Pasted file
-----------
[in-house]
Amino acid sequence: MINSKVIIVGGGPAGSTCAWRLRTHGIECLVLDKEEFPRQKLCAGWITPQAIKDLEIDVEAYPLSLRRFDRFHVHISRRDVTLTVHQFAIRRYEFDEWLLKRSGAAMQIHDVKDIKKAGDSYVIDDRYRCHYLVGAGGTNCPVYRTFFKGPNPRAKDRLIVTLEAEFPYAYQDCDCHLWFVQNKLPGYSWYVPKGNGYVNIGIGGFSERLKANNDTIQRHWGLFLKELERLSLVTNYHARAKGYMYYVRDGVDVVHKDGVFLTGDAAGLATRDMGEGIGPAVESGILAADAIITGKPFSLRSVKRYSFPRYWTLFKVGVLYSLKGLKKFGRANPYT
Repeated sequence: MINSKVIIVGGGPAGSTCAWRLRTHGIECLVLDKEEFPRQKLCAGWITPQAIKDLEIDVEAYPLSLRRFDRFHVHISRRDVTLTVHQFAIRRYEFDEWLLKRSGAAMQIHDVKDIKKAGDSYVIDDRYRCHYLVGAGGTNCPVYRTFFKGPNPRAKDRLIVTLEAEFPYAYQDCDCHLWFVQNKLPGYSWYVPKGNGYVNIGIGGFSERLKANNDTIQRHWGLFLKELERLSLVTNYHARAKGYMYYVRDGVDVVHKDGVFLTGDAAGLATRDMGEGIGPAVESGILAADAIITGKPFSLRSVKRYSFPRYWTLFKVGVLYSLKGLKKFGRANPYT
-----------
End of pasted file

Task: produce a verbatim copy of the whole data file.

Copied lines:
[in-house]
Amino acid sequence: MINSKVIIVGGGPAGSTCAWRLRTHGIECLVLDKEEFPRQKLCAGWITPQAIKDLEIDVEAYPLSLRRFDRFHVHISRRDVTLTVHQFAIRRYEFDEWLLKRSGAAMQIHDVKDIKKAGDSYVIDDRYRCHYLVGAGGTNCPVYRTFFKGPNPRAKDRLIVTLEAEFPYAYQDCDCHLWFVQNKLPGYSWYVPKGNGYVNIGIGGFSERLKANNDTIQRHWGLFLKELERLSLVTNYHARAKGYMYYVRDGVDVVHKDGVFLTGDAAGLATRDMGEGIGPAVESGILAADAIITGKPFSLRSVKRYSFPRYWTLFKVGVLYSLKGLKKFGRANPYT
Repeated sequence: MINSKVIIVGGGPAGSTCAWRLRTHGIECLVLDKEEFPRQKLCAGWITPQAIKDLEIDVEAYPLSLRRFDRFHVHISRRDVTLTVHQFAIRRYEFDEWLLKRSGAAMQIHDVKDIKKAGDSYVIDDRYRCHYLVGAGGTNCPVYRTFFKGPNPRAKDRLIVTLEAEFPYAYQDCDCHLWFVQNKLPGYSWYVPKGNGYVNIGIGGFSERLKANNDTIQRHWGLFLKELERLSLVTNYHARAKGYMYYVRDGVDVVHKDGVFLTGDAAGLATRDMGEGIGPAVESGILAADAIITGKPFSLRSVKRYSFPRYWTLFKVGVLYSLKGLKKFGRANPYT